As with all grants made in Contra Costa County, petitions for the five ranchos with land included in modern Lafayette were made after the Spanish period ended in 1822 and the Mexicans ruled Alta California.
Rancho Acalanes, usually considered Lafayette’s “own” because its third owner was the town’s founder, was originally granted to Candelario Valencia on August 1, 1834. A sergeant in a San Francisco company of “defensores de la patria” from 1823 to 1833, Valencia also owned several lots in the present Mission district and property in Marin County.
He reportedly moved onto the one square league Acalanes grant as early as 1828. In the mid-1830’s he constructed a dwelling near a spring one mile west of downtown Lafayette off Happy Valley Road. After Indians destroyed the house, Valencia had a “shanty” put up in the same area, possibly in the late 1830’s. By this time Valencia had probably returned to live in Yerba Buena (San Francisco), and the small structure was occupied by vaqueros who ran the rancho’s cattle.
Lafayette’s Happy Valley was the hub of Candelario Valencia’s 3,329 acre Rancho Acalanes. Near water and surrounded by grass and shrub-covered hills, the area was ideal for running cattle.
Just south of Acalanes Rancho was the second of the five grants linked to Lafayette. This was the 13,316 acre Laguna de los Palos Colorados which in 1835 was granted to Joaquin Moraga and Juan Bernal. While it is not certain if Bernal ever lived on the land grant, his cousin Moraga built an adobe which still stands today above Moraga Way in Orinda. Bernal’s widow, Encarnation Soto de Bernal, and her children lived on a corner of the Moraga Rancho in an adobe constructed about 1848 approximately a mile up modern Happy Valley Road.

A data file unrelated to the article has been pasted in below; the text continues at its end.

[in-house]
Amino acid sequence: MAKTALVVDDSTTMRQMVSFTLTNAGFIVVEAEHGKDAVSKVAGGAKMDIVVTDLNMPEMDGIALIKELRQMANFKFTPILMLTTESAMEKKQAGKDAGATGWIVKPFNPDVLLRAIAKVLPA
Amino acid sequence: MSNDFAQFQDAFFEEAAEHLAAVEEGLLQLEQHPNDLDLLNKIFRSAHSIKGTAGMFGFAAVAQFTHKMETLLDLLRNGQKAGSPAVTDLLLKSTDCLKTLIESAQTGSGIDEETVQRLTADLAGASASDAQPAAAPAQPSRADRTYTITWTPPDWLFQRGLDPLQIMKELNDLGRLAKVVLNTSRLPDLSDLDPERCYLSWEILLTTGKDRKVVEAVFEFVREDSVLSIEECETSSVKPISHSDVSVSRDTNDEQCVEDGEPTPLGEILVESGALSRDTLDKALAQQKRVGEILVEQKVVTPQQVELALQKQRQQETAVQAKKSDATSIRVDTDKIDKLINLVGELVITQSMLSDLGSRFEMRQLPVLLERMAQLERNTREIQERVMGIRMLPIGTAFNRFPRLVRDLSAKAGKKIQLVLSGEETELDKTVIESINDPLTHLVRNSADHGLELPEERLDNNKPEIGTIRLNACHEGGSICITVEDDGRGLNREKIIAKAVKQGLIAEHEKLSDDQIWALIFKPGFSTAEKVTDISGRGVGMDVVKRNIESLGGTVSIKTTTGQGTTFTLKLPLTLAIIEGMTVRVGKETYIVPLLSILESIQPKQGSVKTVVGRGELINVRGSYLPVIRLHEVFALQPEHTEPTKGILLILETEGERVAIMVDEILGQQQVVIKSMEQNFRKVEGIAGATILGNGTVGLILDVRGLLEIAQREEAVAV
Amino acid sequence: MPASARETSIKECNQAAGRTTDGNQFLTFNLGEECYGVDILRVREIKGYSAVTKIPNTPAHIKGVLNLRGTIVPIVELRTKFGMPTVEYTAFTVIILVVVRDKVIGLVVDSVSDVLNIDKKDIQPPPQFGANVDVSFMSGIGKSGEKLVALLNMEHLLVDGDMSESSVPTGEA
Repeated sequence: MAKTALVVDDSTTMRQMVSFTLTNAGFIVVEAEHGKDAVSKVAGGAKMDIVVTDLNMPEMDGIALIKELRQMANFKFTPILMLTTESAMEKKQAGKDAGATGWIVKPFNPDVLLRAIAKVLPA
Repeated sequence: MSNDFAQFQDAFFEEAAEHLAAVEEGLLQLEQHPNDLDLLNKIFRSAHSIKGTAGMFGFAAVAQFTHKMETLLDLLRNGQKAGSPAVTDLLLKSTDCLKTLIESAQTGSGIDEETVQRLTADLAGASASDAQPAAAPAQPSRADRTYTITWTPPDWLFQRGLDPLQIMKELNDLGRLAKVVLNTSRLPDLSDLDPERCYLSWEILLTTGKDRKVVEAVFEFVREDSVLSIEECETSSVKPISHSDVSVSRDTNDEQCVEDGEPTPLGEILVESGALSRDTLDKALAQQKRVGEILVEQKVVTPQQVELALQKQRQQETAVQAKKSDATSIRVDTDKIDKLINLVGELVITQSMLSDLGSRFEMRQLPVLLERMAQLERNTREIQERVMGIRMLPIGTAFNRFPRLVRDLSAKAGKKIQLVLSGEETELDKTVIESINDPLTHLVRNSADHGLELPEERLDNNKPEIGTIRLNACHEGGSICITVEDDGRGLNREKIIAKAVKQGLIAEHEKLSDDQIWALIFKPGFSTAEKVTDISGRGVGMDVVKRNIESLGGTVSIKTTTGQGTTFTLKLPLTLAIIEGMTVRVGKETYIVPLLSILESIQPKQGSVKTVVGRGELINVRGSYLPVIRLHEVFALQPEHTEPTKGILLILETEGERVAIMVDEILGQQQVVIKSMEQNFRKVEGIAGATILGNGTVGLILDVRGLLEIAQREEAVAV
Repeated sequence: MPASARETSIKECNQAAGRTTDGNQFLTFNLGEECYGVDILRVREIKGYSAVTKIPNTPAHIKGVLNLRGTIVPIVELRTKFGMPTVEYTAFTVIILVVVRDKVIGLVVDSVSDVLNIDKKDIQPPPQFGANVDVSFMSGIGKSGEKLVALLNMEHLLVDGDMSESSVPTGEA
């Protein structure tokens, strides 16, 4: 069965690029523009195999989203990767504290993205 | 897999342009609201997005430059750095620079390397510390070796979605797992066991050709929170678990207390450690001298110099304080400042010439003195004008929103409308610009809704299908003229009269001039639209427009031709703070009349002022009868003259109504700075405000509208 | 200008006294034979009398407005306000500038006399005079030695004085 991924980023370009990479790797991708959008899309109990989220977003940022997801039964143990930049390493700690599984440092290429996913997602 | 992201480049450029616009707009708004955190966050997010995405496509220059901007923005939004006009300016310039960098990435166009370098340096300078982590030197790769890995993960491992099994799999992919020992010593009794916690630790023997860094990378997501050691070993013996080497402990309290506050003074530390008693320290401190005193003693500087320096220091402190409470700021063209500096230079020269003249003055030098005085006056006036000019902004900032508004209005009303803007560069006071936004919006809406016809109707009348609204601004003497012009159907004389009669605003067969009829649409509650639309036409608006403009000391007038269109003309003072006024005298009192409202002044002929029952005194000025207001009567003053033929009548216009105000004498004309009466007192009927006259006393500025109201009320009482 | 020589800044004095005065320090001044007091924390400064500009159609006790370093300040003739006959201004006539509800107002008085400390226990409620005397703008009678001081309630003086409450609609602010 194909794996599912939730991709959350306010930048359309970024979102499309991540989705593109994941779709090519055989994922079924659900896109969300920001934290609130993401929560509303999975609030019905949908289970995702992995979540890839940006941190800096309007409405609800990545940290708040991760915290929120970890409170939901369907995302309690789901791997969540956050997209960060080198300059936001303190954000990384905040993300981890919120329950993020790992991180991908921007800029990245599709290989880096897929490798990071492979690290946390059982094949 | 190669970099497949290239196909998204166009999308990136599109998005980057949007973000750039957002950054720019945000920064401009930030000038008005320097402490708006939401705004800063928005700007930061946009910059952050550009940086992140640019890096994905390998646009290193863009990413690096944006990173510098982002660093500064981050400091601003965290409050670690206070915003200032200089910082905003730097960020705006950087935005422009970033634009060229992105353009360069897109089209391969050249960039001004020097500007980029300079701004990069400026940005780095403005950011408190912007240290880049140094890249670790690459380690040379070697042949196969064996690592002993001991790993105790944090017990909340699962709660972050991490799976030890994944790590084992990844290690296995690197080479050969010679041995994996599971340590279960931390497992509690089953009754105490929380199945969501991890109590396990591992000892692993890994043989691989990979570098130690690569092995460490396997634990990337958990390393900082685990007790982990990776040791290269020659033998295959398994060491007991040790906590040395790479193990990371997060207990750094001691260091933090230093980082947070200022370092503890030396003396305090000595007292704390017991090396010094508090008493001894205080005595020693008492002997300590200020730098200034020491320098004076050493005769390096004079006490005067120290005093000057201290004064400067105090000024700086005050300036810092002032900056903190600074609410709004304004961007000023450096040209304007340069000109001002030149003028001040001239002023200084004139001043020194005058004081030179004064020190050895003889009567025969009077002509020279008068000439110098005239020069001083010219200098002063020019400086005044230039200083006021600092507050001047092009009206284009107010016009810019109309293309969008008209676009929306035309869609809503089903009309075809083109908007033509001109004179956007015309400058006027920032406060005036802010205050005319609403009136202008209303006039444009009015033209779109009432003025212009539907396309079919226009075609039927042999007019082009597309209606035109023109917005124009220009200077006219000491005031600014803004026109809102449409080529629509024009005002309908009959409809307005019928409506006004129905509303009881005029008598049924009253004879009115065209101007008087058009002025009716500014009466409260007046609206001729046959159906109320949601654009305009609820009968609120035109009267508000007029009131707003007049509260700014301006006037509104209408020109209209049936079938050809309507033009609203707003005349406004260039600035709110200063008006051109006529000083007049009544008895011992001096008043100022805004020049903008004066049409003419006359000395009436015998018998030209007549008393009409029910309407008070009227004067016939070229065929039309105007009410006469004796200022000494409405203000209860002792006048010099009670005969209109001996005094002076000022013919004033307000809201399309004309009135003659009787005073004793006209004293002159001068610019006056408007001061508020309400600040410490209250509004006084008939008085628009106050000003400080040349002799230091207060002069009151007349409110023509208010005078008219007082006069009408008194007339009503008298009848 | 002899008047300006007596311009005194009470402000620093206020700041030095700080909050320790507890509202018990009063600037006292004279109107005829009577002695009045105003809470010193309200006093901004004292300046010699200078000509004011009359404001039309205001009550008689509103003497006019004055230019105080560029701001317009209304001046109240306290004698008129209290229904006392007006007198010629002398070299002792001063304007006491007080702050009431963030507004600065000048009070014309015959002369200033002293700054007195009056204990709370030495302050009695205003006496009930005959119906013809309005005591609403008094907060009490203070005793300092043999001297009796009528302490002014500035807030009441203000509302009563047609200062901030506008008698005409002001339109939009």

Settlement of a boundary dispute between Moraga and Velencia sometime in the 1840’s put the Widow Bernal’s home, which was located within the controversial area, into the Acalanes Rancho.
To the north and the east of Acalanes was the third rancho which now lies partly within the city limits of Lafayette. This was Boca de la Cañada del Pinole or Mouth of the Pinole Valley, awarded to the widow of Felipe Briones in 1840 in place of Rancho El Pinole which Briones had requested in 1839.
Only a sliver of the fourth grant, Rancho Cañada del Hambre y las Bolsas, reaches into present day Lafayette…that area along Taylor Boulevard and the far eastern border of the city. Granted to Teodora Soto de Briones in 1842, the rancho was comprised of two grants containing 13,312 acres. The original portion of the rancho, “Cañada del Hambre,” was probably named by early Spanish explorers and is translated “Valley of Hunger.” The reference was to the many canyons in the area through which the near-starving explorers passed.
The final rancho involving Lafayette land was El Sobrante de San Ramon which extended beyond Alamo and reached into Lafayette’s boundaries near the present intersection of Pleasant Hill Road and Olympic Boulevard. In 1844 Jose and Inocencio Romero asked for five leagues of “overplus” or extra lands (known as sobrante land) lying between the ranchos of Moraga, Pacheco and Welch. In a complicated series of legal maneuvers and conflicting claims the petition was finally denied by the Land Commission in 1853.